Should "each individual soldier discretion" be "each individual soldier's discretion"?


(One of the earliest and scratchiest recordings of the human voice
ever made is of Lord Tennyson himself reading this poem, and the
impression of hollow declaiming down a long, dark tunnel from the
depths of the past seems eerily appropriate.) From the high
command's point of view it would be madness to allow each
individual soldier discretion over whether or not to obey orders.
Nations whose infantrymen act on their own initiative rather than
following orders will tend to lose wars. From the nation's point of
view, this remains a good rule of thumb even if it sometimes leads
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"each individual soldier (to have) discretion' is talking about the soldiers' rights and expectation, not the nature of their discretion.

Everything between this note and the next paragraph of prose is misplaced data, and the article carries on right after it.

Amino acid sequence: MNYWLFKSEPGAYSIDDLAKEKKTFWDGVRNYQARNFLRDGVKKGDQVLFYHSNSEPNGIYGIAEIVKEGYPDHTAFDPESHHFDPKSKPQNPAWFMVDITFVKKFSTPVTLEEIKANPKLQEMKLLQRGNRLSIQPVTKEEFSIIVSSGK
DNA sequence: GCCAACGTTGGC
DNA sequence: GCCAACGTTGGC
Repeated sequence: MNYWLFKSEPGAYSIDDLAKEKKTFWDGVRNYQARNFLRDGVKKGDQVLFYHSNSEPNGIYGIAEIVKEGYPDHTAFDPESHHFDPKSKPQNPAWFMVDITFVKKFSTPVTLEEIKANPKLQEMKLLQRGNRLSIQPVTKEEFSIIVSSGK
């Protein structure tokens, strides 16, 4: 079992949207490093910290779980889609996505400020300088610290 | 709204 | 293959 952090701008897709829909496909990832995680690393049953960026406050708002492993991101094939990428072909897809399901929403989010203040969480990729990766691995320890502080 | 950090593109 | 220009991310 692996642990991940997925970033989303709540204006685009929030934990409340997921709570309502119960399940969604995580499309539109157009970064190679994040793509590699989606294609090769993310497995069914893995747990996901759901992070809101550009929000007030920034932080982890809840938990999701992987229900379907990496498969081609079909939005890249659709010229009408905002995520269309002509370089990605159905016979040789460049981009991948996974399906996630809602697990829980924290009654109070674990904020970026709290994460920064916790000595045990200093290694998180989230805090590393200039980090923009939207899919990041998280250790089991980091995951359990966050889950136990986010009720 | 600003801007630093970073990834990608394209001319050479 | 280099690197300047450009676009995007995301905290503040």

No, it's correct as it is. (It means "allow each individual soldier to have discretion".)
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Is the word discretion a verb here?
No, it's a noun. "discretion" can never be a verb.
If I remembered correctly, the word trial, which is always a noun or an adjective, has recently been often used as a verb in some authoritative media, e.g. Nature magazine..
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or the Guardian.
"trial" is well established and accepted as a verb.
vb, trials, trialling or trialled
11. (tr) to test or make experimental use of (something): the idea has been trialled in several schools.
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